We have seen this phenomenon previously, of course. Individuals and groups attempting to claim the name of anarchism for their "Anarcho"-Capitalist dystopian visions of neo-feudal domination of private economic power, while having nothing in history to claim as cases of such a "society". This comes in stark, devastating contrast with numerous examples of collective, collaborative communities of solidarity that have comprised the entire history of anarchist thought and practice. The dreams of economic domination (the latter term used ceaselessly and without irony throughout this "liberty-loving" organisation's texts, by the way) are in direct and absolute contradiction with every single ideal, theoretical work, and practical application of anarchism, a fact that is not lost on anyone who has ever read a single source about the theory or historical cases of the latter.

If you thought this combination of grand ambitions with political ignorance and self-aggrandisement of the group was distasteful, you only have to read a few lines further to come across this charming line:

To establish dominance in [combat], piracy, mercenary contracts, exploration, mining, experimentation and trade throughout the universe with an elite body of citizens selected through rigorous vetting and subsequently trained to excel beyond all other citizens.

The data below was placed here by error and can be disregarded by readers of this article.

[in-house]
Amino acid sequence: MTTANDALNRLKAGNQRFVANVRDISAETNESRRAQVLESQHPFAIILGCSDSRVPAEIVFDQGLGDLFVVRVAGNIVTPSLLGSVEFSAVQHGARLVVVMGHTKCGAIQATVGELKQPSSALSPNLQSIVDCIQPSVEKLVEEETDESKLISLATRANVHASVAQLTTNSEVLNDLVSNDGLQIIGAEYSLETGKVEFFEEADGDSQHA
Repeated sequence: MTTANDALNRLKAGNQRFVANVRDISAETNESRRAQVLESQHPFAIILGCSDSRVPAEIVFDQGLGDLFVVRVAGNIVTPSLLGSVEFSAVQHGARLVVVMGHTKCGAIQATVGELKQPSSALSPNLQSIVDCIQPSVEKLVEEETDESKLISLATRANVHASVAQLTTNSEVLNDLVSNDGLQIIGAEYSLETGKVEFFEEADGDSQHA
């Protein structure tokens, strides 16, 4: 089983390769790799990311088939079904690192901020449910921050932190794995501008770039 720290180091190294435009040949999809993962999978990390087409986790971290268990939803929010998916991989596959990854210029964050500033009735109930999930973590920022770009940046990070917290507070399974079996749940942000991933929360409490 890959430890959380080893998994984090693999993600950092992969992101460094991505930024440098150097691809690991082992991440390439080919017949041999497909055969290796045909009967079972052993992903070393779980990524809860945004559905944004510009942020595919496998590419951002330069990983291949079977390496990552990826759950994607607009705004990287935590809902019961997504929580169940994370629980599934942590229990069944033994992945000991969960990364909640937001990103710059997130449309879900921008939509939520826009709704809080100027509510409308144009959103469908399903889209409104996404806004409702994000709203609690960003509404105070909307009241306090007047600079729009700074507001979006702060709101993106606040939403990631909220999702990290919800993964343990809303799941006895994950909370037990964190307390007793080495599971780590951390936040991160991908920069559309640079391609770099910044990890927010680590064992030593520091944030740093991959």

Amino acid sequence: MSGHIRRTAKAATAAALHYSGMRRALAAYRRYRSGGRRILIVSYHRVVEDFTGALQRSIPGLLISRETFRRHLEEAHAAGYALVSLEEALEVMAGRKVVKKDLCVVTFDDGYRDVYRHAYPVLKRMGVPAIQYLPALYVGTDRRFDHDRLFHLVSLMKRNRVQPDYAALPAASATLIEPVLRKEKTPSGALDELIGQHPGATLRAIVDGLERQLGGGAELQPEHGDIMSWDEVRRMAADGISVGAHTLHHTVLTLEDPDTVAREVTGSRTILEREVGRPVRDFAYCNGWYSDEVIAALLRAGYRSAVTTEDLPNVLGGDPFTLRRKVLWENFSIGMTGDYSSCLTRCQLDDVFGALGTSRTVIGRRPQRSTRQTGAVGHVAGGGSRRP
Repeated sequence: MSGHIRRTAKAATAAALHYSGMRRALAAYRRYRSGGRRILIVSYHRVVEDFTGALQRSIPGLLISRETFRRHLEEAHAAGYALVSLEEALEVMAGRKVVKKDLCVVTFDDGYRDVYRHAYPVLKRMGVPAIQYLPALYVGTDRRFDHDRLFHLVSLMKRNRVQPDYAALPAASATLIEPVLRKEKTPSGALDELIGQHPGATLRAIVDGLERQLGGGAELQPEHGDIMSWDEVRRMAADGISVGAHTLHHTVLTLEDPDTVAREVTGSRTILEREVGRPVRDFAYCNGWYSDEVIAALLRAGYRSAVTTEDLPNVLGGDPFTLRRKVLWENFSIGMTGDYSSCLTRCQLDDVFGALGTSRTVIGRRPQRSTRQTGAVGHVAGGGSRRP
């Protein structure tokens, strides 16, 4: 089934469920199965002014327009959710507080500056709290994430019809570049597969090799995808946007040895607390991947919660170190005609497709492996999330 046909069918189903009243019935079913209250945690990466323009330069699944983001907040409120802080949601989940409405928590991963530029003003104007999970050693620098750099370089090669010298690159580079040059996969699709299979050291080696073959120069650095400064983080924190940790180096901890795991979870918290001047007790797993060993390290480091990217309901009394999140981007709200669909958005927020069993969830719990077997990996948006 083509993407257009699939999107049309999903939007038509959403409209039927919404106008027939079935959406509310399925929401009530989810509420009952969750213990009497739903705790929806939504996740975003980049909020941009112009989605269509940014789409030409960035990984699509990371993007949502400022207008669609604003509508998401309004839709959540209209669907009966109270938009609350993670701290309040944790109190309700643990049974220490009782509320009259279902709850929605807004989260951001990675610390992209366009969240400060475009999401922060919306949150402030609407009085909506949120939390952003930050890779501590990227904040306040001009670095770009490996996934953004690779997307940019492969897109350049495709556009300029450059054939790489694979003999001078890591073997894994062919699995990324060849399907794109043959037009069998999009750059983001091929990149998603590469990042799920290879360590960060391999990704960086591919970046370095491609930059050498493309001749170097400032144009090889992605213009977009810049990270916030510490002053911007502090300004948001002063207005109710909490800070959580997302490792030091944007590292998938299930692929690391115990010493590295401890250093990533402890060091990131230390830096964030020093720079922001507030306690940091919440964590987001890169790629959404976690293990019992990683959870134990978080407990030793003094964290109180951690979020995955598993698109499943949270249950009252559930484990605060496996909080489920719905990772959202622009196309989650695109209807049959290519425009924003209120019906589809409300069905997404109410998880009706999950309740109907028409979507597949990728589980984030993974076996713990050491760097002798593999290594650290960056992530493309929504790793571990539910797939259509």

Well, there you have it. It does not take the reader of this self-centred syndicate's promotional texts long to reach the thinly veiled crypto-fascist programme of "elite specimen" dominating the capabilities of "lesser samples" through privately designed and awarded objectives of armed action and criminal thuggery. You thought this was about "liberty"? Well, we have our own definition of the word, sorry to present the fact. Now the use of this rather despicable text alongside the noble and time-tested symbol of anarchist communities of cooperation, common good and social responsibility reads not only as an example of bad taste, but as straight ideological vomit speaking only about its authors' illiteracy, wishful thinking about the world, and shamelessly nefarious goals with regard to our society.